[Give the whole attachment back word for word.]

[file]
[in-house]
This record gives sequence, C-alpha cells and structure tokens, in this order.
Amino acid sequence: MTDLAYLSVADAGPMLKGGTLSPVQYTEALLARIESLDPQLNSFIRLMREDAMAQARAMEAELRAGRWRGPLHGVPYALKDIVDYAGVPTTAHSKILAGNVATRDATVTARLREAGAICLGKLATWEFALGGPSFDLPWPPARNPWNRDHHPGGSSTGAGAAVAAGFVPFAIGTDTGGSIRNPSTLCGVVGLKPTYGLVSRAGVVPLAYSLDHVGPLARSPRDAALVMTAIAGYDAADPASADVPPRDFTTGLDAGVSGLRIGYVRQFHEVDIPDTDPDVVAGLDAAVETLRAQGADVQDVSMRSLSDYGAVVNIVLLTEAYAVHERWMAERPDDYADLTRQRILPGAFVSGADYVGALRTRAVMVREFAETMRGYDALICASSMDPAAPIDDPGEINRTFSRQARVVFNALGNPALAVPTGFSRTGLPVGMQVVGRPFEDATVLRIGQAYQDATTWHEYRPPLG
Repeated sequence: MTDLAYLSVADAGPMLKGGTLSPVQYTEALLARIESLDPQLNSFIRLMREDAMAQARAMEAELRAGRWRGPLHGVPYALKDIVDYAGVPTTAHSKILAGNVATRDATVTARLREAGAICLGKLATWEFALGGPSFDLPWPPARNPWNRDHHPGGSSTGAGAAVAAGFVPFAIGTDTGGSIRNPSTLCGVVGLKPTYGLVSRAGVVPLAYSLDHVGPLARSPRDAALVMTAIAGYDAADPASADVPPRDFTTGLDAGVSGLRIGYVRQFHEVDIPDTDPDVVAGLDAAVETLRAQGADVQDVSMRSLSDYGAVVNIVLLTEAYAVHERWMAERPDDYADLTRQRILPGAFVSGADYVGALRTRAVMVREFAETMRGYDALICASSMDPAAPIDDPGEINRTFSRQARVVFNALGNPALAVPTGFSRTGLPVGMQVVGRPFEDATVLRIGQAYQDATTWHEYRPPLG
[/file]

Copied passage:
[in-house]
This record gives sequence, C-alpha cells and structure tokens, in this order.
Amino acid sequence: MTDLAYLSVADAGPMLKGGTLSPVQYTEALLARIESLDPQLNSFIRLMREDAMAQARAMEAELRAGRWRGPLHGVPYALKDIVDYAGVPTTAHSKILAGNVATRDATVTARLREAGAICLGKLATWEFALGGPSFDLPWPPARNPWNRDHHPGGSSTGAGAAVAAGFVPFAIGTDTGGSIRNPSTLCGVVGLKPTYGLVSRAGVVPLAYSLDHVGPLARSPRDAALVMTAIAGYDAADPASADVPPRDFTTGLDAGVSGLRIGYVRQFHEVDIPDTDPDVVAGLDAAVETLRAQGADVQDVSMRSLSDYGAVVNIVLLTEAYAVHERWMAERPDDYADLTRQRILPGAFVSGADYVGALRTRAVMVREFAETMRGYDALICASSMDPAAPIDDPGEINRTFSRQARVVFNALGNPALAVPTGFSRTGLPVGMQVVGRPFEDATVLRIGQAYQDATTWHEYRPPLG
Repeated sequence: MTDLAYLSVADAGPMLKGGTLSPVQYTEALLARIESLDPQLNSFIRLMREDAMAQARAMEAELRAGRWRGPLHGVPYALKDIVDYAGVPTTAHSKILAGNVATRDATVTARLREAGAICLGKLATWEFALGGPSFDLPWPPARNPWNRDHHPGGSSTGAGAAVAAGFVPFAIGTDTGGSIRNPSTLCGVVGLKPTYGLVSRAGVVPLAYSLDHVGPLARSPRDAALVMTAIAGYDAADPASADVPPRDFTTGLDAGVSGLRIGYVRQFHEVDIPDTDPDVVAGLDAAVETLRAQGADVQDVSMRSLSDYGAVVNIVLLTEAYAVHERWMAERPDDYADLTRQRILPGAFVSGADYVGALRTRAVMVREFAETMRGYDALICASSMDPAAPIDDPGEINRTFSRQARVVFNALGNPALAVPTGFSRTGLPVGMQVVGRPFEDATVLRIGQAYQDATTWHEYRPPLG